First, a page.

Cherry Hill, NJ – Tevin Farmer has come to appreciate the simple things – simply because, throughout much of his career, he’s never had them. His boxing life has mostly worked around the schedules and lives of other fighters, rearranging things on their time, being able to move and be ready on a phone call’s notice.
So please excuse the “American Idol” for each time he stretched out every morning last week, enjoying the small, creature comforts of his own bed. He’s trained in his own gym, worked at his pace, dictated his own times and vowed not to alter his body clock for anyone but himself and trainer Chino “Bambino” Rivas.
For a change, Farmer (26-4-1, 5 knockouts) is the A-side in his first title defense. He’s the one being catered to and will carry the valued bauble of a major sanctioning body into the ring Saturday night against fuzzy-faced Englishman James Tennyson (22-2, 18 KOs), at the TD Garden in Boston, Massachusetts, on DAZN, in support of the Demetrius Andrade-Walter Kautondokwa fight for the vacant WBO middleweight title.
This time Farmer is traveling a couple of hundred miles by plane, not taking a 20-hour flight to Australia, like he did when he won the vacant title against Billy Dib in August.
“This does feel good,” admitted Farmer, who arrived in Boston on Tuesday. “Since I began boxing, I’ve always been the underdog. I was always the guy who was the B-side, fighting in the other guy’s backyard, and expected to lose. Everything was against me. I worked extremely hard to where I am today and now I like it.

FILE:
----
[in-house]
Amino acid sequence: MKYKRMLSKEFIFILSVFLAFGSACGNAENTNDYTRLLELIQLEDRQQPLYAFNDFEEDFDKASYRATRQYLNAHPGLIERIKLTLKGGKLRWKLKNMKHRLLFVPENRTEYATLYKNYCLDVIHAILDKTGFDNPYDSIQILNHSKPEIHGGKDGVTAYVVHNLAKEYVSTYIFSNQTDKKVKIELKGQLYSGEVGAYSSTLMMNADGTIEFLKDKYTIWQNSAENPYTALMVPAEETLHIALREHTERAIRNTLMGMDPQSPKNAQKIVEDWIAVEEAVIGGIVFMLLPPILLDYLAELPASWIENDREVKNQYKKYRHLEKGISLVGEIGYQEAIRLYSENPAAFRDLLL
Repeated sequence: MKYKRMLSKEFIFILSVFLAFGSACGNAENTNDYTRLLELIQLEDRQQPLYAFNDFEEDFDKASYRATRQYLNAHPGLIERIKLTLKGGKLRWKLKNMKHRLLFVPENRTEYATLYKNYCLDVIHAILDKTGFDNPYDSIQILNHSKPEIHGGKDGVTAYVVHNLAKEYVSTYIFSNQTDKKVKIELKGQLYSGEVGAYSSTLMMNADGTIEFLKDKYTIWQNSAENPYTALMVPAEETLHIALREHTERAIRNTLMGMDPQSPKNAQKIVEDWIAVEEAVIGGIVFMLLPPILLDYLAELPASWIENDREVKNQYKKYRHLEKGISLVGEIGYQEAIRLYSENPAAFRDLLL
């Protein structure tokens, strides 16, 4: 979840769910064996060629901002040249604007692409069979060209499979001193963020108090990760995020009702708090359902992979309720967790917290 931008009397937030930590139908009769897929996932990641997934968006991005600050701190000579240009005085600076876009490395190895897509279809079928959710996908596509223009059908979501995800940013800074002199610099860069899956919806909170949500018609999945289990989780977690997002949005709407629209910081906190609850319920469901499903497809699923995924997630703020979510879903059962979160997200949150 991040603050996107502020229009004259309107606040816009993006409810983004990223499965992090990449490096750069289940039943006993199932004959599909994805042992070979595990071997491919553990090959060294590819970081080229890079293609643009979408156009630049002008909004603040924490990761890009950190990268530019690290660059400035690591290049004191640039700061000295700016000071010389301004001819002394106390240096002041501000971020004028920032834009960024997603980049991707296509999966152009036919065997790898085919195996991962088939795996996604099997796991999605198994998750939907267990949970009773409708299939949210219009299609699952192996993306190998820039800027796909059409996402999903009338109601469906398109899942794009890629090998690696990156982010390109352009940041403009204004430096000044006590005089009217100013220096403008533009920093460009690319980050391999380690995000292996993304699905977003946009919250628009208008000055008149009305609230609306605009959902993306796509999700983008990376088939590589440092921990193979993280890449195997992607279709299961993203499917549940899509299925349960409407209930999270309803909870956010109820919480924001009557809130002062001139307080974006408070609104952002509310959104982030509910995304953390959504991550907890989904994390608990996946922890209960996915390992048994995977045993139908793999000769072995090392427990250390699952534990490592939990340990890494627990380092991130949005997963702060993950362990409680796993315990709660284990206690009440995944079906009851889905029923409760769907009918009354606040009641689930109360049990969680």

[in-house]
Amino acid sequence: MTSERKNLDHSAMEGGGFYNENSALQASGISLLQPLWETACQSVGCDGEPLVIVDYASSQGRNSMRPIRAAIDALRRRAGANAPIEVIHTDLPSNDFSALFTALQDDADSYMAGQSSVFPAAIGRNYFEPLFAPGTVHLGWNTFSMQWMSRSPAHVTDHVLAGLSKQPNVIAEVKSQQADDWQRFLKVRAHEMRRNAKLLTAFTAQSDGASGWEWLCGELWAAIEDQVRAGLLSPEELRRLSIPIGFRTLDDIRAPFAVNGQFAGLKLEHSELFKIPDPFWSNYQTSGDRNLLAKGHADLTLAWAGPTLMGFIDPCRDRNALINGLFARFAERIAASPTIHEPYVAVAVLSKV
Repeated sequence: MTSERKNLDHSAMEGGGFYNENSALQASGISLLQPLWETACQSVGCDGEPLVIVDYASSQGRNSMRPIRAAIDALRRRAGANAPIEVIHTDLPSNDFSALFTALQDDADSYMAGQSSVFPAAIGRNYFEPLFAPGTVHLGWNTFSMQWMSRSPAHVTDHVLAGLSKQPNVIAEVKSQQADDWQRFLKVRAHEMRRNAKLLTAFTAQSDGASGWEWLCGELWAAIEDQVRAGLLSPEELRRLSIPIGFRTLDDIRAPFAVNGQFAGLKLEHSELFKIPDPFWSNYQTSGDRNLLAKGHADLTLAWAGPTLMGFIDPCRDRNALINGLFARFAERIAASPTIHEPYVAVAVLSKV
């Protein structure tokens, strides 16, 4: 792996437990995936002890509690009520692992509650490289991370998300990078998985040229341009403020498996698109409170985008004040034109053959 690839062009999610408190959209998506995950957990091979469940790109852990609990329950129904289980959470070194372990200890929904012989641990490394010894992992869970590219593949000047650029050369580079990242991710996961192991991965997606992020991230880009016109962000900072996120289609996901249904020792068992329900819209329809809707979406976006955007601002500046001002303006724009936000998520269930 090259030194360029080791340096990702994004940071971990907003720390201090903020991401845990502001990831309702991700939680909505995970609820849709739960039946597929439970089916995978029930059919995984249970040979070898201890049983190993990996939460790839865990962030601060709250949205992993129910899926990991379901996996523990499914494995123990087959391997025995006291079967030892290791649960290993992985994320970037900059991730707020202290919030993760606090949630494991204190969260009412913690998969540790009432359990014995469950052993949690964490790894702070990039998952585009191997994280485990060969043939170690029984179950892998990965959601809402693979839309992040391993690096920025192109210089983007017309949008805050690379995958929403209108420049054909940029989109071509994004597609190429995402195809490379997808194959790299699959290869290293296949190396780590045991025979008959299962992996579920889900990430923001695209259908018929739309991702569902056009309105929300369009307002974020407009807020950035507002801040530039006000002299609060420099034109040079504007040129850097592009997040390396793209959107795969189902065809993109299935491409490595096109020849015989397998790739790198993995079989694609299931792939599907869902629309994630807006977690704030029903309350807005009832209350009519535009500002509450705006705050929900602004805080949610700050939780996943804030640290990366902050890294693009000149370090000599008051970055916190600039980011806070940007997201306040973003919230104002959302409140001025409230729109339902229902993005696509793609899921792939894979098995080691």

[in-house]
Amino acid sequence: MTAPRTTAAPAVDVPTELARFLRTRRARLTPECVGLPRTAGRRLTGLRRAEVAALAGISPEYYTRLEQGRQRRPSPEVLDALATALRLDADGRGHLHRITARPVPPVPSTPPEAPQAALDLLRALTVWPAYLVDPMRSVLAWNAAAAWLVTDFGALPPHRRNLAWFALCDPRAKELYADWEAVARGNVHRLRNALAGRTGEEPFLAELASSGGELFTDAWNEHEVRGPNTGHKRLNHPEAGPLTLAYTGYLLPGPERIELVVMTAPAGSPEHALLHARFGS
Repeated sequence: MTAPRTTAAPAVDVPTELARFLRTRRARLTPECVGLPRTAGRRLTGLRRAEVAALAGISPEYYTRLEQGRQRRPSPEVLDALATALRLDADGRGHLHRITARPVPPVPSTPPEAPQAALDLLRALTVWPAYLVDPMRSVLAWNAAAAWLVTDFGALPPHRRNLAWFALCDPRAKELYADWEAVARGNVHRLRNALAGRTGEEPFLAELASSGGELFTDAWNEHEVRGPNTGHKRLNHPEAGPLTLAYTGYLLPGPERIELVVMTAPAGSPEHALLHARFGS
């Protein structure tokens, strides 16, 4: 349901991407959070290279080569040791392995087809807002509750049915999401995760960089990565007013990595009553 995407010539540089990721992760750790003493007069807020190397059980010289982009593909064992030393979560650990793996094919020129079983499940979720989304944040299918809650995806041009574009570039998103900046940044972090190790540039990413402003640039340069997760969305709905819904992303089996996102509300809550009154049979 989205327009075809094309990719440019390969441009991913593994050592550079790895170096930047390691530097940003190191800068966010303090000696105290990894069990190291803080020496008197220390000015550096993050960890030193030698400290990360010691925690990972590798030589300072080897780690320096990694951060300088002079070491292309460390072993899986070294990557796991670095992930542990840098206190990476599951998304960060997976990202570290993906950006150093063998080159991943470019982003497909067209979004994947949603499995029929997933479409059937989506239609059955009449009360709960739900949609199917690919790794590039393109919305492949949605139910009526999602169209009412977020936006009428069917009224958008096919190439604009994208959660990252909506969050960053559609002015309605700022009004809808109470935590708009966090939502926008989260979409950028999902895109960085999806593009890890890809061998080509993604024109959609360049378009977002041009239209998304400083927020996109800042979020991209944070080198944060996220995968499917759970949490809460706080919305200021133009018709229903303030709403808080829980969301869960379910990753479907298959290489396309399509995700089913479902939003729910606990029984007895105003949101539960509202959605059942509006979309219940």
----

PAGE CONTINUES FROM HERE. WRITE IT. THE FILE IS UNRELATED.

“I’m doing things my way. I had to take little money and I want to put these other fighters what I went through. I was the one making the calls on my hustle. Now everyone is calling me. I know; I know. It’s a small thing but I got a chance to wake up in my bed with a major fight coming up and not wake up in some fleabag, $40-room-a-night motel.
“I’m staying in suites now.”
Farmer promises to be more explosive. He says he doesn’t know much about Tennyson, other than he’s tall and that he’s been stopped twice.
“Other than that, I don’t know much more, other than he’s supposed to be a strong puncher,” Farmer said. “I won a major title. I know there are guys out there that still don’t respect me. That’s fine. Everyone gets a rude awakening. When they get their ass kicked, they wish they never got in the ring with me.
“Honestly, I don’t give a s— if people still look at me as a club fighter or not. I’m going to keep doing me and continue to prove that you don’t become a world champion for no reason. Where I came from in boxing, I worked for it. No one handed me anything and I’m not going to give it back.
“If I get through this fight healthy, I’m definitely looking to get back into the ring this year again.”
Rivas has Farmer in the best shape of his career. This is the best camp Farmer has had, since he fought Kenichi Ogawa in December 2017 for the vacant IBF junior lightweight belt in Las Vegas. Farmer lost that fight, though many believed he had won, only to have the decision ruled a no-contest when Ogawa tested positive for androstanediol.
Rivas can’t wait to see their plans unfold.
There was one other weighty subject Rivas has reminded Farmer about more than a few times: “There is going to be pressure on Tevin because this is what I told him, ‘You become a world champion but people don’t really acknowledge you as a true, true world champion until you’ve had your first defense,’” Rivas said. “Tevin knows I expect him to look brilliant and he will look brilliant.
“We need to prove what Tevin did in Australia against Billy Dib wasn’t a fluke. Tennyson is a young guy with an impressive record. I’m excited because I think this will be a fun fight for Tevin. We believe that we have two great minds that think alike and when the bell rings, we come together as one.”
Farmer has had a three-month taste of being a world champ, which he would like to continue savoring for a very long time.
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